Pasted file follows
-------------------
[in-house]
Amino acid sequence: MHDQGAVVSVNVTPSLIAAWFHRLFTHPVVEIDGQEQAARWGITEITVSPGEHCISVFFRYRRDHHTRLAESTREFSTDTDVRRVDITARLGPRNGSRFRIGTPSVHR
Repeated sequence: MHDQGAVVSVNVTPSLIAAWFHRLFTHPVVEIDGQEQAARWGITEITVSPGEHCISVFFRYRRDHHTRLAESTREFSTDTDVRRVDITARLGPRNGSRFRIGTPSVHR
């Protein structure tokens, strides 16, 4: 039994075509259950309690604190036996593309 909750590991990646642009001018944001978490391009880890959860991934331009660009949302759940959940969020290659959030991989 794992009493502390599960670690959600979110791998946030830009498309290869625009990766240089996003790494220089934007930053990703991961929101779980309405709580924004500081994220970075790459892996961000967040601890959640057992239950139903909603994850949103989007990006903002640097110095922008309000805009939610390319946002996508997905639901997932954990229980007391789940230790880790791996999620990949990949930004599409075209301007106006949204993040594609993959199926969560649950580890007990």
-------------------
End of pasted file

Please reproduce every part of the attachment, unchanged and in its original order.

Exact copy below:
[in-house]
Amino acid sequence: MHDQGAVVSVNVTPSLIAAWFHRLFTHPVVEIDGQEQAARWGITEITVSPGEHCISVFFRYRRDHHTRLAESTREFSTDTDVRRVDITARLGPRNGSRFRIGTPSVHR
Repeated sequence: MHDQGAVVSVNVTPSLIAAWFHRLFTHPVVEIDGQEQAARWGITEITVSPGEHCISVFFRYRRDHHTRLAESTREFSTDTDVRRVDITARLGPRNGSRFRIGTPSVHR
């Protein structure tokens, strides 16, 4: 039994075509259950309690604190036996593309 909750590991990646642009001018944001978490391009880890959860991934331009660009949302759940959940969020290659959030991989 794992009493502390599960670690959600979110791998946030830009498309290869625009990766240089996003790494220089934007930053990703991961929101779980309405709580924004500081994220970075790459892996961000967040601890959640057992239950139903909603994850949103989007990006903002640097110095922008309000805009939610390319946002996508997905639901997932954990229980007391789940230790880790791996999620990949990949930004599409075209301007106006949204993040594609993959199926969560649950580890007990």